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Junior high looking to feed varsity Wolfpack

October 09, 2013
The Crawford County High School football program has made great strides in the last year, and the junior high program looks to become a major feeder into the system with numbers going up and talent, as well. While many of the players are new to the game itself, there has been some success with the seventh-grade team finishing at 3-4 for the year and the eighth grade 1-6. The main goal of the coaching staff, however, is to teach and to get the players ready for their high school years.

Crawford County eighth-grader Dylan Sheckells evades a defender during the Wolfpack's road trip to North Harrison. "My goal this year was to get them all playing time, and that's what I'm doing," junior high school coach Brian Ruble said. Photo by Wade Bell
"Overall, the program is on an upbeat," junior high school coach Brian Ruble said. "We know that the high school is up in numbers. We have 43 on the junior high. We're up in numbers. They play hard. It's just us getting football knowledge.

"We've got a number of kids that have not played the game. My goal this year was to get them all playing time, and that's what I'm doing. Win or lose, I'm giving them playing time. Do I have some kids that can play both ways? I do, but I'm trying to get a lot of them playing at least one side of the ball so they can get some experience."

The step between youth league football and junior high football is as big as the jump between junior high and high school. Speeds are quicker and the hitting is harder. Players have major adjustments to make to the different levels.

"We did a lot of instruction the first few weeks," coach B.J. Ruble said. "It kind of got us a little bit behind early in the season, but now that we've got guys in place and we know what we're doing, we're looking a lot better offensively and defensively. We're looking better as a team."

One thing that's been a plus for the coaching staff is that the players have been very coachable. While there are still mistakes, the players have been working to correct them.

"This is probably the most coachable bunch, the most enjoyable bunch I've ever actually coached in any level in three different schools," coach Brad Mills said. "This is a great group. It's a testament to their parents and the community that we have that they're so coachable and so easy to work with."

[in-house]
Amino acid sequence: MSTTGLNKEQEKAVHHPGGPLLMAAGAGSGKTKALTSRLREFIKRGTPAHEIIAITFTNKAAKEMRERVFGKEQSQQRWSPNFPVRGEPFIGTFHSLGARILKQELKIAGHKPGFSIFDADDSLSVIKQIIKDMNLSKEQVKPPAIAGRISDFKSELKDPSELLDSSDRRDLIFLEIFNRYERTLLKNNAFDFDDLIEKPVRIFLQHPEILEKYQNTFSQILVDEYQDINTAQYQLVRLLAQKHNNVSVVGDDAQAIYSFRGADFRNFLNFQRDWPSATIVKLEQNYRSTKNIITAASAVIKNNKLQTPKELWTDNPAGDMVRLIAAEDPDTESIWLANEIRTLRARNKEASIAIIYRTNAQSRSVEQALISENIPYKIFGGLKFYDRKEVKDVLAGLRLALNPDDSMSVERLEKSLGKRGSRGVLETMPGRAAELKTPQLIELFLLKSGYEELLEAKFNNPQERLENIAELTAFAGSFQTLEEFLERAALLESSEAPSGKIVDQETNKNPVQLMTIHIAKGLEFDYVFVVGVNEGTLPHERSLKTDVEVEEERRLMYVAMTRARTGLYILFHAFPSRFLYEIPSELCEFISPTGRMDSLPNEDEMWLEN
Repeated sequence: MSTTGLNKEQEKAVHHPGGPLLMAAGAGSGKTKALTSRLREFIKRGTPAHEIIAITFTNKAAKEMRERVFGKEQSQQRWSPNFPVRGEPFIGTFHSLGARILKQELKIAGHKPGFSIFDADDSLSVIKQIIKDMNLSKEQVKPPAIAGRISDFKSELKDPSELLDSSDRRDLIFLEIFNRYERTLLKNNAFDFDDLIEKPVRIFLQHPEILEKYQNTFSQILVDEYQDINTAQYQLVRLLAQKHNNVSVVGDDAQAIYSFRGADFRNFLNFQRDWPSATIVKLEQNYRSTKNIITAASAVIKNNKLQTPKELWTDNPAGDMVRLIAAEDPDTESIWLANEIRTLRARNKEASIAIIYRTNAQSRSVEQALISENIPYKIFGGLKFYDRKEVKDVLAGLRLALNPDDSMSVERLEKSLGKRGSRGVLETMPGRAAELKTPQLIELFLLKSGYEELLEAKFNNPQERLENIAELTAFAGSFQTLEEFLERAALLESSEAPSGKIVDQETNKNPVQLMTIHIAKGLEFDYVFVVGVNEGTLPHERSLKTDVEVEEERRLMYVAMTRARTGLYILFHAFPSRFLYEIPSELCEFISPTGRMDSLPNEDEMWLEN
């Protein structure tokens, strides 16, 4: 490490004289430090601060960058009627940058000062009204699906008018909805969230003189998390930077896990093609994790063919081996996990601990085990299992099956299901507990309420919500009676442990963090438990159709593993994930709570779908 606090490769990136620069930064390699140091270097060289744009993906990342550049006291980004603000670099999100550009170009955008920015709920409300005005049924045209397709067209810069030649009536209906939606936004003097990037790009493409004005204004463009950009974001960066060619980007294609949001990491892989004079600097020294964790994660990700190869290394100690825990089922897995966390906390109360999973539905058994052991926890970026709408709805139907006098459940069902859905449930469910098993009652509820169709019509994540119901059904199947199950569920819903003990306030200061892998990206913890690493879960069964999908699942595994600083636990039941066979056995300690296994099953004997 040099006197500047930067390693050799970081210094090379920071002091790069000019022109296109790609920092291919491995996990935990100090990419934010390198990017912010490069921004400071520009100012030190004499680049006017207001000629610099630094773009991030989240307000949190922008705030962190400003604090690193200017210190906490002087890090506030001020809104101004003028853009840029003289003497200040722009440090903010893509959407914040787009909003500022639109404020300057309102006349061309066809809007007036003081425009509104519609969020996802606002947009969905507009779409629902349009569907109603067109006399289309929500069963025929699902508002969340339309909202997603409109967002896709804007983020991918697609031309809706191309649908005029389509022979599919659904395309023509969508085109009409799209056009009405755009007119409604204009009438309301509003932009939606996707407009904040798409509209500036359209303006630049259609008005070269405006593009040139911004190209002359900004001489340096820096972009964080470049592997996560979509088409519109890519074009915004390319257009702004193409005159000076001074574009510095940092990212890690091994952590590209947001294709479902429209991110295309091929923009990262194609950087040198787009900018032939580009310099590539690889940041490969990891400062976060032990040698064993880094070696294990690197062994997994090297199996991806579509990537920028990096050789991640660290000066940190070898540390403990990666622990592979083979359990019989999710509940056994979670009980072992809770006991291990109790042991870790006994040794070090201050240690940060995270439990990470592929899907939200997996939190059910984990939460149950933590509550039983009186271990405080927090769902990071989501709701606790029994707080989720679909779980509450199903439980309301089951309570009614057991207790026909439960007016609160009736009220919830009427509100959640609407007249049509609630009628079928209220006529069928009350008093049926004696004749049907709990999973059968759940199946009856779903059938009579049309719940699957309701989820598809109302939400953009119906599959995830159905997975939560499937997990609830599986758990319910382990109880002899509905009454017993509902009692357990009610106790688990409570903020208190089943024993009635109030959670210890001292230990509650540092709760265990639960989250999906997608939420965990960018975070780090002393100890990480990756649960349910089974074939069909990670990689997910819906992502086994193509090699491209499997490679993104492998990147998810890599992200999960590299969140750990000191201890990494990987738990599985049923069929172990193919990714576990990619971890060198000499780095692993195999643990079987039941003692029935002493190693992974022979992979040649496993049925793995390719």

The three wins by the seventh-grade team include two against teams with winning traditions, Perry Central and West Washington, both Patoka Lake Athletic Conference opponents. The third was against Forest Park, who is also new with its program.

"They've improved in every level and aspect of the game," B.J. Ruble said. "It's a testament to their attitudes, because they're willing to work at it and they listen to what you say. With a little bit more strength and a little bit more instruction, we're going to be really, really solid going forward."

In their final games of the season, the junior high Wolfpack suffered losses to rival North Harrison. The seventh grade fell in a close 14-6 loss, while the eighth grade Wolfpack saw a disappointing 36-0 loss.

"They're just a lot faster than us, and it's hard to compete with a team that has kids that we can't catch," Brian Ruble said. "When they get in the open field, you can't catch them. You give them a little seam, and that's it."

All three coaches said one thing making their jobs easier is there being no attitude problems, as everybody is willing to work to make the program a better one.

"No head cases, we don't have people messing around before games or before practice," B.J. Ruble said. "We've just got a lot of great kids. They listen, and we're getting better. As long as they all stay together and get in the weight room and get with (varsity) coach (Alan) Hess all the way up through, the program is going to see a turn in the next two or three years."

"A lot of these kids watch the NFL," Mills said. "I've never seen such a group of football-hungry fans and their knowledge of that. But teaching them just a little about fundamental things and improving their football smarts. They're going to be a group that's tough to compete with later on."

"They're good kids and they just need to learn to be a little bit more aggressive on the field and learn the game a little bit more," Brian Ruble said. "That's our goal right now as junior high coaches, to teach them fundamentals and basically have them learn the game."


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